The IPCC report on climate change discusses several ways in which we can make changes to our food system to reduce its climate impacts.
- Reduce food loss and waste. Around a third of the food produced for people is lost or wasted - but conventional definitions don’t capture everything. We discuss alternative ways of thinking about food waste in our explainer, including feeding edible crops to livestock and loss of nutrients in stored food. Check out our explainer:
What are the best methods to reduce food waste, and why is it so important? Take a look at our blog post: Why the climate emergency demands food waste regulation | TABLE Debates.
- Invest in emerging technologies. The report finds limited evidence but high agreement that a suite of “emerging technologies” could bring “substantial reduction in direct GHG emissions from food production.”
Why is there limited evidence that these technologies could be effective in reducing food production climate impacts?
‘Emerging technologies’ refer to a huge variety of mechanisms and processes. Have a look at couple of them in our blog posts: Spotlight on urban, vertical and indoor agriculture | TABLE Debates
- Label products with climate impacts caused by their production. Do you think this would impact consumers’ product choices?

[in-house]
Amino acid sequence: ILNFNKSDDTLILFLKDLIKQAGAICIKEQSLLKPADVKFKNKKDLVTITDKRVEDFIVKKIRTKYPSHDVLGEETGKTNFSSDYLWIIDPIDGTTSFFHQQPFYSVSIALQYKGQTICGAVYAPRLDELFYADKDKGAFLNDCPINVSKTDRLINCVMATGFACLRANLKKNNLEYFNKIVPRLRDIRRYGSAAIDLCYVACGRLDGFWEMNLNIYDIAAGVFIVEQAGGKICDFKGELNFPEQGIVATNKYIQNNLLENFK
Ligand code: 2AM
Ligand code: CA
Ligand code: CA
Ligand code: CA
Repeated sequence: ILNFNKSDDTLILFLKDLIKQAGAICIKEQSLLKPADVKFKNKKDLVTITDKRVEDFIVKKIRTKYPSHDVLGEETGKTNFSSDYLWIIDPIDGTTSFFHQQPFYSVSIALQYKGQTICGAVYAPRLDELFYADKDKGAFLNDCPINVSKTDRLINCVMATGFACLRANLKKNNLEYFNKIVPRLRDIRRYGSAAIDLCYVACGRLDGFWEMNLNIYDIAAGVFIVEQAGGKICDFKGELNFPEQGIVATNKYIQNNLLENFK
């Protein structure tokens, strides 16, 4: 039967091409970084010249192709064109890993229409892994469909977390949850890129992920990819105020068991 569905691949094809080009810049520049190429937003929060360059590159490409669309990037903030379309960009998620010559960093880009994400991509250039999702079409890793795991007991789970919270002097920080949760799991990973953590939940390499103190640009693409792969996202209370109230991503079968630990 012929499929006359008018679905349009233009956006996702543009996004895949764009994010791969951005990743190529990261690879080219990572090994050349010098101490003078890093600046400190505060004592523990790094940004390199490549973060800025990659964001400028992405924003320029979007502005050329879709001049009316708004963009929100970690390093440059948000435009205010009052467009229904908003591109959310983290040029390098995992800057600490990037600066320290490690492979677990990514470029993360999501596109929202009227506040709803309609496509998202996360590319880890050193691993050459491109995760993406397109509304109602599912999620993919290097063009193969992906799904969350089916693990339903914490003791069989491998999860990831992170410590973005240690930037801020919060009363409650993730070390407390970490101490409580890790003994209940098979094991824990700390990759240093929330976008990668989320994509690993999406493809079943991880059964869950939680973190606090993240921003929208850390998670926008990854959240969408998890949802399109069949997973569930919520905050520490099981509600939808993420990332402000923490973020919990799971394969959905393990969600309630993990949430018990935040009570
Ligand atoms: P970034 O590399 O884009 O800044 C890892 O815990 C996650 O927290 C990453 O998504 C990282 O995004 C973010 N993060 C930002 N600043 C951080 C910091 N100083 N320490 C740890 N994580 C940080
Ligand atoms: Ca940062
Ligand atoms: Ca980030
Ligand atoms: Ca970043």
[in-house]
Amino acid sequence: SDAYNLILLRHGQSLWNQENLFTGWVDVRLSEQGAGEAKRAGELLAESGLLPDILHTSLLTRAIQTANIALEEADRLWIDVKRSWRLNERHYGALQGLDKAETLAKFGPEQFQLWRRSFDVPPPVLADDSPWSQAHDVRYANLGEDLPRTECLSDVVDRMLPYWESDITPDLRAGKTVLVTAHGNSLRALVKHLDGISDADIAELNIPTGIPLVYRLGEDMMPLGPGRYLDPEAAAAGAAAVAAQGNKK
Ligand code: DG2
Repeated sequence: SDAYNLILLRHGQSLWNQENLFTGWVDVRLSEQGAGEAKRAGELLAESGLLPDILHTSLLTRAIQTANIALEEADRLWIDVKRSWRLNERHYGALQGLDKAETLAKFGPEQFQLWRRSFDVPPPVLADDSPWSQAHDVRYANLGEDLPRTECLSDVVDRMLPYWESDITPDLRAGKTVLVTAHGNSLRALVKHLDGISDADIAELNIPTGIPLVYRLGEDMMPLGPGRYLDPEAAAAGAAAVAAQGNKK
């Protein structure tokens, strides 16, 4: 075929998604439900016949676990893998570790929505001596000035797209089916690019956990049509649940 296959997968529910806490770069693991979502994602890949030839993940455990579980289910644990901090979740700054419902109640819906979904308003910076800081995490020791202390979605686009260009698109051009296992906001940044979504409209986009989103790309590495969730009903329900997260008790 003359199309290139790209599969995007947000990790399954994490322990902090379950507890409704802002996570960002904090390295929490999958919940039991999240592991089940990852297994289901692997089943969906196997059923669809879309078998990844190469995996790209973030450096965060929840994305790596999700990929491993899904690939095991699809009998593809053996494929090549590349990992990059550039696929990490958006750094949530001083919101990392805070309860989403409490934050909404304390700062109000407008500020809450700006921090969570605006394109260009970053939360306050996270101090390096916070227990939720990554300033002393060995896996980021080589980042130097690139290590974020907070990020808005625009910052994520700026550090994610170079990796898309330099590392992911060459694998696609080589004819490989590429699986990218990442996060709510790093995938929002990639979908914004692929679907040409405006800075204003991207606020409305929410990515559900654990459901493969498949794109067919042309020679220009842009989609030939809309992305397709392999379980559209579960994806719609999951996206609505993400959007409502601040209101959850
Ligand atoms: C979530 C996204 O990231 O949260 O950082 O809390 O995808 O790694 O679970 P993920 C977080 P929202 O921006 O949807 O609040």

Check out our blog post exploring a version of this idea in which users can find climate impacts of products by using an app to scan barcodes:
- Reduce emissions from rearing ruminants. There are huge variations in recorded emissions caused by ruminant production, mostly due to varying production systems. Do you think we have scope to optimize ruminant production to reduce emissions?
Take a look at our blog post “Grazing livestock in a world of climate change: do they have a role?”
Here we discuss efficiency in animal production:
Check out our “Grazed and Confused” report in which we consider the climate impacts of grass fed cattle:
- Produce and eat less meat. What needs to come first, reduced meat consumption or reduced meat production?
See how less meat, more veg is reflected in the new UK eatwell plate in our blog post:
The FCRN report “Plates, pyramids and planet - Developments in national healthy and sustainable dietary guidelines:a state of play assessment.” links less meat, more veg to both personal health outcomes and environmental health outcomes:
- Change how we use land for agricultural purposes.
The report warns of “non-climatic stressors” that can exacerbate climate change effects such as land use change.
Take a look at our explainer “What is the land sparing-sharing continuum?” where we discuss two viewpoints on how agricultural land should be used:
Land sparing could be achieved through sustainable intensification:
Food availability might also be increased if we didn’t feed edible crops to livestock:
Which of these strategies do you think has the greatest potential?
Which one should be our first step?
How can we get more people involved in pushing these action points?
Are there any important ideas missing?